The term ‘kickback’ is defined by Public Law 99-634 as any money, fee, commission, credit, gift, gratuity, thing of value, or compensation of any kind which is provided directly or indirectly, to any prime contractor, prime contractor employee, subcontractor or subcontractor employee for the purpose of improperly obtaining or rewarding favorable treatment in connection with a prime contract or in connection with a subcontract relating to a prime contract.”
What is explicitly prohibited is for any person or persons to: (1) provide, attempt to provide or offer to provide any kickback; (2) solicit, accept or attempt to accept any kickback; or (3) to include, directly or indirectly, the amount of any kickback in the contract price charged by a subcontractor or a prime contractor or a higher tier subcontractor or in the contract price charged by a prime contractor of the United States.
The Public Law goes on to state that contractors, through contractual terms shall: (1) have in place reasonable procedures (and practices) designed to prevent and detect violations; (2) cooperate fully with any Federal government agency investigating a violation; and (3) report the possible violation in writing to the Inspector General of the contracting agency.
Both criminal and civil penalties can be assessed. Any person knowingly and willfully engaging in the prohibited conduct shall be imprisoned for not more than ten years or be subject to fines or both. Civil penalties for any person shall be assessed at twice the amount of the kickback involved and be not more than $10,000 for each occurrence. A civil penalty may also be assessed on any person whose employees, subcontractors, or subcontractors employees violate the Public Law.
Kickbacks can and do involve all functional areas of a business, not only procurement but those personnel defining procurement specifications, requirement levels, timing and even the need to procure an item or service at all through a make-or-buy decision. Kickbacks are hard to detect and standard financial audits or contractor purchasing system reviews (CPSRs) are not designed to or likely uncover them.
As a contractor wanting to minimize the risk of non-compliance with Public Law 99-634 you should:
- Develop and implement a strong code of business ethics and conduct addressing a commitment to compliance with the anti-kickback act;
- Document the process for determining the need to procure outside products or services through the thorough make-or-buy decision making and source selection;
- Define required levels of approval authority for all outside procurement and make-of-buy decisions;
- Establish the process for disclosing possible non-compliances in a timely manner and through what channels;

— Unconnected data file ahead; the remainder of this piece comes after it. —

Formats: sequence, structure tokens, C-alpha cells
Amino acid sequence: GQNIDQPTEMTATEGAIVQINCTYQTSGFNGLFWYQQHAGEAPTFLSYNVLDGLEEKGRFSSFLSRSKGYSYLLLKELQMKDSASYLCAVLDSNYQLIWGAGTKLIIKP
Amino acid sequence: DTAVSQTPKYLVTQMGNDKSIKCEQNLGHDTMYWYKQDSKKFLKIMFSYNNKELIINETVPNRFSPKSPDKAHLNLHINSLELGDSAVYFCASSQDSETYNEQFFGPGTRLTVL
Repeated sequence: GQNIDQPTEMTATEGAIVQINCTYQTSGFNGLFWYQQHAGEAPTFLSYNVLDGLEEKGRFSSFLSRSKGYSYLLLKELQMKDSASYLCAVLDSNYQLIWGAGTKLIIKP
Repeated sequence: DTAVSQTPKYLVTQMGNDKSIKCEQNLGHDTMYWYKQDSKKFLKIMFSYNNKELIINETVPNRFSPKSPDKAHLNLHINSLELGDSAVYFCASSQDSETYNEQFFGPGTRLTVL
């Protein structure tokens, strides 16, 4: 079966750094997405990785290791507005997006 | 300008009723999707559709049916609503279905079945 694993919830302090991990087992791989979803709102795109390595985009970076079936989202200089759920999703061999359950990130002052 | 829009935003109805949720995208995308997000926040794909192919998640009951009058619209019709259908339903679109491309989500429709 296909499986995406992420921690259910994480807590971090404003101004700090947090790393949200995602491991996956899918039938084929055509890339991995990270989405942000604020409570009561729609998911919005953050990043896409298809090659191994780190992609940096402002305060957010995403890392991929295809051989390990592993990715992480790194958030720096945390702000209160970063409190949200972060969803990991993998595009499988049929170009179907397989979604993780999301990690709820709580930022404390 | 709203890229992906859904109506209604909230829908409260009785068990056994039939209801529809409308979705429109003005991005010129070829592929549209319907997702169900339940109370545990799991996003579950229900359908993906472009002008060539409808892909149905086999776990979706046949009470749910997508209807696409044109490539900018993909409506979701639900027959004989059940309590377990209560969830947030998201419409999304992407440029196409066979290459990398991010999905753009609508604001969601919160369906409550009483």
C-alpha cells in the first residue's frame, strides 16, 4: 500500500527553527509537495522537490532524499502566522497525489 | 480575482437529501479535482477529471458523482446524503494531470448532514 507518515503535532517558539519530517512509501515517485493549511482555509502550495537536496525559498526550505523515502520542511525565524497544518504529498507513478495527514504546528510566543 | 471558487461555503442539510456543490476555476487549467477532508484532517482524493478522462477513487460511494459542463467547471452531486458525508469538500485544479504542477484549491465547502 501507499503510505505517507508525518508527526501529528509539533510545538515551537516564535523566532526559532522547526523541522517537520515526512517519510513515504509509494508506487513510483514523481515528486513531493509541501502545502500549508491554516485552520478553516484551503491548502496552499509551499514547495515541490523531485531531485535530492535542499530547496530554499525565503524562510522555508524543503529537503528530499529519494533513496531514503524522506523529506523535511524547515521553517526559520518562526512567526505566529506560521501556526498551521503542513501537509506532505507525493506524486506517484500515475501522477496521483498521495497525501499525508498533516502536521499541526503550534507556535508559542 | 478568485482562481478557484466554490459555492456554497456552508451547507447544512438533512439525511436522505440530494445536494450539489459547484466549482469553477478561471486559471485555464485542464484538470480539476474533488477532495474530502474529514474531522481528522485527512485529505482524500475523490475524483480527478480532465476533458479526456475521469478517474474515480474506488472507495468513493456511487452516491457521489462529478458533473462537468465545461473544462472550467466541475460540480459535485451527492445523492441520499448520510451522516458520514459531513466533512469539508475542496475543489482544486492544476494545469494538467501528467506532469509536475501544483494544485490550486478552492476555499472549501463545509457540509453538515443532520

- Provide training to all relevant employees and subcontractors as to the nature and intent of the anti-kickback compliance requirements;
- Modify purchase order boilerplate and subcontract agreements to include an acknowledgment of your anti-kickback requirements and their certification of understanding and commitment to compliance.
To establish a compliance monitoring and detection process, contractors need to identify areas of potential non-compliance with the anti-kickback requirements. The risk identification process should include:
- Circumvention of the proceduralized source selection process;
- Improper disqualification of bids;
- Insufficient sole-source rationale;
- Lack of the proper level of approval authorization;
- Missing or incomplete cost/price analysis;
- Validation of proper and complete sequential date/time;
- Confirmation of the bidders qualifications;
- Identify alternating courtesy bidding practices by vendors;
- Repetitive procurements with values marginally below established approval levels;
- Consistent and repetitive timing of procurements by the same buyer (person) with specific suppliers;
- Unauthorized change orders revising order value and/or scope;
- Evidence of bid revision (bumps) to assure a specific supplier is the “low bidder”;
- Specifications developed to restrict competitive bidding;
- Proper recognition of supplier qualifications;
- Identify split bidding and procurement; and
- Leaking of bid information.
Awareness of the potential risk of kickbacks and the warning signs that may exist along with established policies and practices designed to detect non-compliance goes a long way toward avoiding these situations.